Americans’ Views On Syria Changed A Lot In A Year. Polarization Helps Explain Why.
Americans’ views about the responsibility of the United States to address fighting in Syria have fractured along political lines, a new HuffPost/YouGov survey finds.
Back in April 2018, voters on both sides of the political aisle were relatively split, according to an Economist/YouGov poll. Among Donald Trump voters, 38% said the U.S. had no responsibility to do anything, while 30% said it did. Among Hillary Clinton voters, 38% said yes, there was a responsibility and 32% said no.
In this month’s poll, however, the two blocs have coalesced around opposing positions. Trump voters now say, 56% to 21%, that the U.S. doesn’t have such a responsibility, while Clinton voters say, 68% to 13%, that it does.
There are slight differences in how the question was worded between this year and last year. But there’s another possible explanation for the change: The public’s views on the issue have never been very deeply held. Only 26% of Americans say they’re following news about Syria very closely, and more than 4 in 10 are not following it even somewhat closely. When people are asked about political issues they’re not familiar with, many tend, not irrationally, to rely on partisan cues. And most Americans do have strong, pre-existing opinions about President Trump ― especially his opponents.
In the latest HuffPost/YouGov survey, ratings for Trump on this issue hew largely to the same partisan patterns as his ratings in general. A near-universal 89% of Trump voters approve of the president’s handling of foreign policy as a whole, with a similar 91% of Clinton voters disapproving ― numbers that look notably similar to Trump’s overall job approval rating. Opinions on his handling of Syria are only slightly less polarized, with 77% of Trump voters approving and 84% of Clinton voters disapproving.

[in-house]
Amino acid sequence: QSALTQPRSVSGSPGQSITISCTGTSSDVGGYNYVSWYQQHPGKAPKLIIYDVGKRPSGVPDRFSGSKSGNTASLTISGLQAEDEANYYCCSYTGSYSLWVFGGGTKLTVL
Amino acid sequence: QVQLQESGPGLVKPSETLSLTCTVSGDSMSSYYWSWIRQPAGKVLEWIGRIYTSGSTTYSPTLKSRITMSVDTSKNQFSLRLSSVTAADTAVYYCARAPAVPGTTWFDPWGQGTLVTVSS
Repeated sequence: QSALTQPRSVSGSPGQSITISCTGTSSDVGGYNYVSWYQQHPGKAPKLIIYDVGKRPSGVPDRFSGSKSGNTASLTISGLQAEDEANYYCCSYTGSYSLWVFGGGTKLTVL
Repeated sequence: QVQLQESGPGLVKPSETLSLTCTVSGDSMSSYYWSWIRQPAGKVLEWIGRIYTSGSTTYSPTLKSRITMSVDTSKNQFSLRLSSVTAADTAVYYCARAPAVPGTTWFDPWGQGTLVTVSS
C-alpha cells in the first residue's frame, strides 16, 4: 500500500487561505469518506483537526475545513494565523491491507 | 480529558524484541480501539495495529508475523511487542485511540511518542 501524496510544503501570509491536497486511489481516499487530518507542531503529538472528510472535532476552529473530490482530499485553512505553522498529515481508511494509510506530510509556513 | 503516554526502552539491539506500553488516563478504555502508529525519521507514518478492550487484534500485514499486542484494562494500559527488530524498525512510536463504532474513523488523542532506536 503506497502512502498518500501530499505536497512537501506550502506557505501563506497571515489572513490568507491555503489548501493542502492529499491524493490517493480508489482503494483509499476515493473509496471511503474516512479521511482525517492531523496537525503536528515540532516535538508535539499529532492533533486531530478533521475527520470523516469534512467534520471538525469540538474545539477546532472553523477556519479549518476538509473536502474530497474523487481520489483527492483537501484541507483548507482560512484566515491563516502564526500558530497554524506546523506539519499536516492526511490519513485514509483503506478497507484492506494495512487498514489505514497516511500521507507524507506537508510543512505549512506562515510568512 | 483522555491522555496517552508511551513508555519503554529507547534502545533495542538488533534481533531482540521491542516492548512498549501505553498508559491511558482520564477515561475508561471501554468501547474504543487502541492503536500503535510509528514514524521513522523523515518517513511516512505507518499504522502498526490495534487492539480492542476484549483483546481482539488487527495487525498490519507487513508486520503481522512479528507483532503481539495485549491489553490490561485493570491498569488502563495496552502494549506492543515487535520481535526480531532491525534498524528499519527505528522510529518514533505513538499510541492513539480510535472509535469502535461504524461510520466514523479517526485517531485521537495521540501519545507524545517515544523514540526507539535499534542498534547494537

There are some limits to Trump’s ability to shape his base’s perceptions of Syria, especially when other Republican leaders have publicly condemned his actions. In an Economist/YouGov poll released this week, two-thirds of Trump voters said they supported the decision to “withdraw U.S. forces from the area near the international border between Syria and Turkey which has had the effect of leaving Syrian Kurds who fought against ISIS vulnerable to attack from the Turkish military.” Just one-third, though, strongly approved. By contrast, 77% of Clinton voters in that poll strongly disapproved of the decision.
Overall, Americans disapprove of Trump’s handling of foreign policy by 49% to 37%, the HuffPost/YouGov survey finds, and disapprove of how he’s handling the situation in Syria by 46% to 33%. Assessing the president’s skills as a negotiator, 40% say he’s at least somewhat effective and 46% say he’s not very or not at all effective. On his strength as a leader, 43% say Trump is somewhat or very strong and 46% call him somewhat or very weak. Just 30% say leaders of other countries around the world respect Trump, with 51% saying other leaders don’t have much respect for him.